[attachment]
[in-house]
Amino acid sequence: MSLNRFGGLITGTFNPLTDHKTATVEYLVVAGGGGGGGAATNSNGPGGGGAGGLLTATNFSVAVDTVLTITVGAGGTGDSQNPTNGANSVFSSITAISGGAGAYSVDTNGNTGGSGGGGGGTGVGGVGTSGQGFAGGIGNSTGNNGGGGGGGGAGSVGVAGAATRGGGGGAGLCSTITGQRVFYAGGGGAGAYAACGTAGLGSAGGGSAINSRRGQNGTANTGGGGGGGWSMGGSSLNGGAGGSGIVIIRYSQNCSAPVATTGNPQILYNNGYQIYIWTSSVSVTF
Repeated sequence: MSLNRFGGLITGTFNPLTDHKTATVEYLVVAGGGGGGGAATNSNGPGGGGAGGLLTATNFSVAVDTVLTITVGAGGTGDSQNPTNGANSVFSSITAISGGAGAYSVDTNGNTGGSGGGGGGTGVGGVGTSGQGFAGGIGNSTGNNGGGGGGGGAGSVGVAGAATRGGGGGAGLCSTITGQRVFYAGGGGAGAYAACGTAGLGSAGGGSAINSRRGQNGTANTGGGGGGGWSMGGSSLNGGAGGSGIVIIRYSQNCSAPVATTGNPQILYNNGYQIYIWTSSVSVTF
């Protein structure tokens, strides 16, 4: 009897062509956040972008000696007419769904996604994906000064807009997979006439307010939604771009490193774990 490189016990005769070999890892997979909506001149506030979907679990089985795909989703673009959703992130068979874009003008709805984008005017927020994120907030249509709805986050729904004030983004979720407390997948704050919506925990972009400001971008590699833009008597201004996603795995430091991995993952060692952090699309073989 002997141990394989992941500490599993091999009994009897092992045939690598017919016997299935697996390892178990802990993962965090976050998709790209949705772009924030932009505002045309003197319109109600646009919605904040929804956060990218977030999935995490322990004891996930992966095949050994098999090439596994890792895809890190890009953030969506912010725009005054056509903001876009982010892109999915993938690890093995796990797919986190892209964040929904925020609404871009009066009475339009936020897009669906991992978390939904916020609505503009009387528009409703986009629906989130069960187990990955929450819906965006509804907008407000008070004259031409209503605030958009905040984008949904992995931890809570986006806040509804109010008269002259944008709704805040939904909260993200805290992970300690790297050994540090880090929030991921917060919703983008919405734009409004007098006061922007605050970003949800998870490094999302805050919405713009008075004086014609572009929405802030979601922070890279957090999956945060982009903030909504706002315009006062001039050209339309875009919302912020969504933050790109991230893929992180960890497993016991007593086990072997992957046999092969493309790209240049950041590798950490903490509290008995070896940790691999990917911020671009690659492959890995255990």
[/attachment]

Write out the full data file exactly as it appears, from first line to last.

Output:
[in-house]
Amino acid sequence: MSLNRFGGLITGTFNPLTDHKTATVEYLVVAGGGGGGGAATNSNGPGGGGAGGLLTATNFSVAVDTVLTITVGAGGTGDSQNPTNGANSVFSSITAISGGAGAYSVDTNGNTGGSGGGGGGTGVGGVGTSGQGFAGGIGNSTGNNGGGGGGGGAGSVGVAGAATRGGGGGAGLCSTITGQRVFYAGGGGAGAYAACGTAGLGSAGGGSAINSRRGQNGTANTGGGGGGGWSMGGSSLNGGAGGSGIVIIRYSQNCSAPVATTGNPQILYNNGYQIYIWTSSVSVTF
Repeated sequence: MSLNRFGGLITGTFNPLTDHKTATVEYLVVAGGGGGGGAATNSNGPGGGGAGGLLTATNFSVAVDTVLTITVGAGGTGDSQNPTNGANSVFSSITAISGGAGAYSVDTNGNTGGSGGGGGGTGVGGVGTSGQGFAGGIGNSTGNNGGGGGGGGAGSVGVAGAATRGGGGGAGLCSTITGQRVFYAGGGGAGAYAACGTAGLGSAGGGSAINSRRGQNGTANTGGGGGGGWSMGGSSLNGGAGGSGIVIIRYSQNCSAPVATTGNPQILYNNGYQIYIWTSSVSVTF
């Protein structure tokens, strides 16, 4: 009897062509956040972008000696007419769904996604994906000064807009997979006439307010939604771009490193774990 490189016990005769070999890892997979909506001149506030979907679990089985795909989703673009959703992130068979874009003008709805984008005017927020994120907030249509709805986050729904004030983004979720407390997948704050919506925990972009400001971008590699833009008597201004996603795995430091991995993952060692952090699309073989 002997141990394989992941500490599993091999009994009897092992045939690598017919016997299935697996390892178990802990993962965090976050998709790209949705772009924030932009505002045309003197319109109600646009919605904040929804956060990218977030999935995490322990004891996930992966095949050994098999090439596994890792895809890190890009953030969506912010725009005054056509903001876009982010892109999915993938690890093995796990797919986190892209964040929904925020609404871009009066009475339009936020897009669906991992978390939904916020609505503009009387528009409703986009629906989130069960187990990955929450819906965006509804907008407000008070004259031409209503605030958009905040984008949904992995931890809570986006806040509804109010008269002259944008709704805040939904909260993200805290992970300690790297050994540090880090929030991921917060919703983008919405734009409004007098006061922007605050970003949800998870490094999302805050919405713009008075004086014609572009929405802030979601922070890279957090999956945060982009903030909504706002315009006062001039050209339309875009919302912020969504933050790109991230893929992180960890497993016991007593086990072997992957046999092969493309790209240049950041590798950490903490509290008995070896940790691999990917911020671009690659492959890995255990």